Recognition of Thalidomide Defects
Thalidomide: a brief history
Thalidomide (alpha-phthalimido-glutarimide) was developed by the German firm Chemie Grunenthal as an anticonvulsant drug. Early trials showed it to be unsuitable for this purpose but indicated that it had sedative properties. Furthermore, it had one remarkable property: overdoses simply caused prolonged sleep, not death. The drug was first marketed in Germany in 1957 under the name Contergan, and in the UK in April 1958 as Distaval. Later, compound preparations which combined thalidomide with other drugs were marketed for a wide variety of indications: Asmaval for asthma, Tensival for hypertension, Valgraine for migraine, and so forth. The promotion of these products laid great stress on the safety of thalidomide, based on the remarkable property described above.
German pediatricians and geneticists began to see children with gross limb malformations of a most unusual pattern. When two cases were shown at a pediatric meeting in Kassel by Kosenowand Pfeiffer in October 1960, few people present had ever seen similar limb defects. Wiedemann in 1961 described 13 affected infants who had been referred to him over a period of 10 months, and noted that this amounted to an epidemic. He drew attention to a number of associated malformations in these children, including congenital heart disease, microphthalmos and coloborna, intestinal atresis, renal malformations, abnormal pinnae, and facial nacvus.
In November 1961, Lenz suggested that these deformities resulted from the mothers having taken thalidomide. By a remarkable coincidence, the same suggestion was made at much the same time by McBride in Australia. Confirmation of this suggestion came rapidly from all parts of the British Isles, Kenya, Japan, Sweden, Belgium, Switzerland, Lebanon, Israel, Peru, Canada, Brazil, the Netherlands, and the USA. The drug had been released only for clinical trials in the USA because of concerns following reports from Europe of irreversible peripheral neuritis as a side effect of thalidomide. Consequently there were very few cases. By contrast, it had been on sale over the counter in Germany, and there were consequently more affected children there than anywhere else. In the UK the drug was available on prescription only, but it was used very widely for, among other problems, common symptoms of early pregnancy.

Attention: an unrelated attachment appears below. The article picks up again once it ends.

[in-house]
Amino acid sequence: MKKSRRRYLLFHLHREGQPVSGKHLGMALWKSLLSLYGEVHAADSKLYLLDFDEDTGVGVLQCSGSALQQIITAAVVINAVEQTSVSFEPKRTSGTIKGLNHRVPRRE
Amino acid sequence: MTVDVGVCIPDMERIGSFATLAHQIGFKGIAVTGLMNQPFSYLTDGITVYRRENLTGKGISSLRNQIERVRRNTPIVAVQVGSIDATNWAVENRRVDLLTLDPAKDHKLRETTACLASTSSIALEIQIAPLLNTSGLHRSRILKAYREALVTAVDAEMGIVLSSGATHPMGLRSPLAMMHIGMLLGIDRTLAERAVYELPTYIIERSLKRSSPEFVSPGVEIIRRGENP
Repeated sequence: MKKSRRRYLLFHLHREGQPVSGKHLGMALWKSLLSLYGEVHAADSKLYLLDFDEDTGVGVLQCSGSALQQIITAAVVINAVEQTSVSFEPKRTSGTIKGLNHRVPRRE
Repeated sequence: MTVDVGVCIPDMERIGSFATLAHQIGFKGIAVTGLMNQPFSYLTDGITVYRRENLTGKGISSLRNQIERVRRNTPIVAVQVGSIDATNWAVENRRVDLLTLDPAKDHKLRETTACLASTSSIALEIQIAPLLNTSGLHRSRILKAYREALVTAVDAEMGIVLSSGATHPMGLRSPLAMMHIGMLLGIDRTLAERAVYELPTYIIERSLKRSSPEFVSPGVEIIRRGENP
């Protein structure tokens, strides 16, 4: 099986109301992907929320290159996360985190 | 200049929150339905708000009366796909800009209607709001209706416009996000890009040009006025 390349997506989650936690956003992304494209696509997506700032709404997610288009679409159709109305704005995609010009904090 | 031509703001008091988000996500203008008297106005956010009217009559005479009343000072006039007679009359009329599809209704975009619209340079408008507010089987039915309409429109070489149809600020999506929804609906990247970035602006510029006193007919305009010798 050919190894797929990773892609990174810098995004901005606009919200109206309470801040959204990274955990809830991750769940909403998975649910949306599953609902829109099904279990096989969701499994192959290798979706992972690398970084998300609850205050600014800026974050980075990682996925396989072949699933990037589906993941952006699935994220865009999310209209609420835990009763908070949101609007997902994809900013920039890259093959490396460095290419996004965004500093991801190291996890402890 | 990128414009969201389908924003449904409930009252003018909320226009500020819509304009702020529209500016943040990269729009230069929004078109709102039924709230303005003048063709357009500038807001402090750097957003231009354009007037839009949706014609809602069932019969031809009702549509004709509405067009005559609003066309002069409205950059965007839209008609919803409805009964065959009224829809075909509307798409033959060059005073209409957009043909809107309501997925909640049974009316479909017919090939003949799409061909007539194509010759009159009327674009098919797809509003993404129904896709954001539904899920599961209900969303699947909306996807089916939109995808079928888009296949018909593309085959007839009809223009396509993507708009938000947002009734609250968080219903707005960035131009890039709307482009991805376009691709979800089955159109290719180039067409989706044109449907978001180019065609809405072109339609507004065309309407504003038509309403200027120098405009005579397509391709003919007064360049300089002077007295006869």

Thirty years later, subjects are still coming forward (albeit, in small numbers) with claims that they have birth defects which have (or may have) been caused by thalidomide taken by their mothers during early pregnancy, and that they should therefore be accepted as beneficiaries of whatever forms of financial assistance may be available. In the UK, this is the Thalidomide Trust.
Thalidomide caused a wide variety of birth defects, not one of which was unique to that drug. Nevertheless, the nature and pattern of the defects are, in most cases, characteristic enough to be recognizable to an experienced eye. Indeed, many of the present beneficiaries of the Trust have been accepted on the basis of clinical judgements, without direct evidence of thalidomide exposure. As the number of doctors with wide experience of this problem is small (possibly only three in the UK) and will become smaller with the passage of time, and as new claims continue to arise, it seems timely to record, in as much detail as possible, the observations which underlie these clinical judgements.
As well as describing the defects and patterns associated with thalidomide, it will be appropriate to discuss ‘differential diagnosis’, that is, recognizable defects and syndromes which, to a greater or lesser degree, resemble thalidomide defects. Some of these are unlikely to confuse an experienced eye: others can present considerable difficulty.
In considering a new claim, attention will obviously be paid to the claimant’s date of birth. In the UK, thalidomide was marketed in April 1958, initially in very small quantities, so it is not to be expected that it would damage anybody born before January 1959 (unless supplies had been obtained from West Germany). Sales in the UK stopped in November 1961. Had consumption stopped at the same time, no "thalidomide babies’ should have been born after August 1962. However, many people still had tablets containing thalidomide in their homes, and either did not hear promptly of its dangers, or did not realize that their tablets contained thalidomide. In fact, children with defects accepted as attributable to thalidomide (though not necessarily with documentary evidence of prescription) continued to be born up to about May 1963, and, very exceptionally, beyond this date.